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Phosphor Bronze – An Overview

An Overview of Phosphor Bronze

Phosphor bronze is an alloy composed of copper, tin, and phosphorus. It is a strong, ductile material with a wide range of applications in industrial and commercial settings. Let’s take a deeper look at this versatile metal alloy’s composition, density, melting point, specifications, and magnetic properties.

Composition & Characteristics

Phosphor bronze is made up of 91-98% copper, with the remainder consisting of tin and phosphorus. The precise amounts of these components can vary depending on the desired properties – for instance, increasing the amount of phosphorus will make the alloy more malleable while reducing its strength. As such, phosphor bronze alloys are tailored to specific customer requirements to meet their needs and expectations.

Density & Melting Point

The density of phosphor bronze varies depending on its exact composition – it can range from 8.1 g/cm3 to 8.7 g/cm3. Its melting point also depends on its composition; however, it generally ranges from 900-1000°C (1650-1832°F). This high melting point makes phosphor bronze useful for applications where higher temperatures are involved – such as soldering or welding – as it won’t melt during the process like other materials might.

Specifications & Applications

Phosphor bronze has excellent electrical conductivity due to its high copper content, making it highly resistant to corrosion from saltwater and other contaminants in the air or water. Its strength and ductility also make it suitable for various industrial applications, including springs, contacts for electrical switches and connectors, bearings for engines and turbines, fasteners such as nuts, bolts & screws, and electrical components like resistor grids & ringing caps.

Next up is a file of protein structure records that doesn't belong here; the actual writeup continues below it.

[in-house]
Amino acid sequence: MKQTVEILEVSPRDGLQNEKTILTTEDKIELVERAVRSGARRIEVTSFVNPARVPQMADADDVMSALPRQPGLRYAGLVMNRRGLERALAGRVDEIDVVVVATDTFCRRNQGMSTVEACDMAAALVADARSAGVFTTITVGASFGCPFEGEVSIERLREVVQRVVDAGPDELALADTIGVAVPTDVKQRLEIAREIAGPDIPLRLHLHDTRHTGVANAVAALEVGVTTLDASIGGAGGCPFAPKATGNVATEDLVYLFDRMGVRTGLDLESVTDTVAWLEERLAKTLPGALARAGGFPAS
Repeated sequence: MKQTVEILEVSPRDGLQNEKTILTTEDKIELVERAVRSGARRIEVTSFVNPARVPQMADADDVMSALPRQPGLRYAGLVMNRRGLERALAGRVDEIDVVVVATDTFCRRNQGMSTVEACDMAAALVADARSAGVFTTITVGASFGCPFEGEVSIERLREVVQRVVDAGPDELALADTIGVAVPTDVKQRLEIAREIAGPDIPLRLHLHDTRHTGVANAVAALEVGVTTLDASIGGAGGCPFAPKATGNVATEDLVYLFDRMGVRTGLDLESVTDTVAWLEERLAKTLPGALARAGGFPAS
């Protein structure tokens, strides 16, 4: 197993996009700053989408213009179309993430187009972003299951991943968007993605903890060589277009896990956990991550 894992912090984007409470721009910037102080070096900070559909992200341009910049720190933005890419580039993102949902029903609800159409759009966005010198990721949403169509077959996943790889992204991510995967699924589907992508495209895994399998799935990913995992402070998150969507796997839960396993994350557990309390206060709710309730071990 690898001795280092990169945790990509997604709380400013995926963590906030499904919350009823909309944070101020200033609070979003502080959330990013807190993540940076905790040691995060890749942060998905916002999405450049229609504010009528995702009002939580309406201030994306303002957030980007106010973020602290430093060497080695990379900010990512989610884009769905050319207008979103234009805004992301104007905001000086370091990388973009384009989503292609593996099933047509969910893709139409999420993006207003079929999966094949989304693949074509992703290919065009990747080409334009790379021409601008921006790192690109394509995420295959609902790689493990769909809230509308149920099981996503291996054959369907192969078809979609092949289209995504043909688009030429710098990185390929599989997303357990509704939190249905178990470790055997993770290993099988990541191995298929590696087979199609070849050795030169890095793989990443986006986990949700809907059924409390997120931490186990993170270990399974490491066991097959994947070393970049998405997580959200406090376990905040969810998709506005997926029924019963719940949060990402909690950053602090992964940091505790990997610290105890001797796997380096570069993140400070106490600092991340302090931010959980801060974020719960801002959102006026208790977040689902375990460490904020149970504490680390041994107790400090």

Is Phosphor Bronze Magnetic?

No – phosphor bronze is non-magnetic due to its low iron content, which prevents it from being affected by magnetic fields. This property makes it ideal for use in electronic equipment where magnetic interference could cause problems with accuracy or performance.


In conclusion, phosphor bronze is an incredibly versatile alloy composed primarily of copper with smaller amounts of tin and phosphorus added according to customer requirements. Its high melting point makes it suitable for use in applications involving elevated temperatures, while its non-magnetic properties make it useful for electronics applications where accuracy is key. Thanks to these characteristics, along with its strength and resistance to corrosion from saltwater or other contaminants in the air or water, phosphor bronze can be used in many different industries around the world for a variety of purposes ranging from simple nuts & bolts through to complex turbine bearings or resistor grids & ringing caps! Intended Audience: Engineers interested in learning about phosphor bronzes’ properties and potential uses in industry/manufacturing applications.


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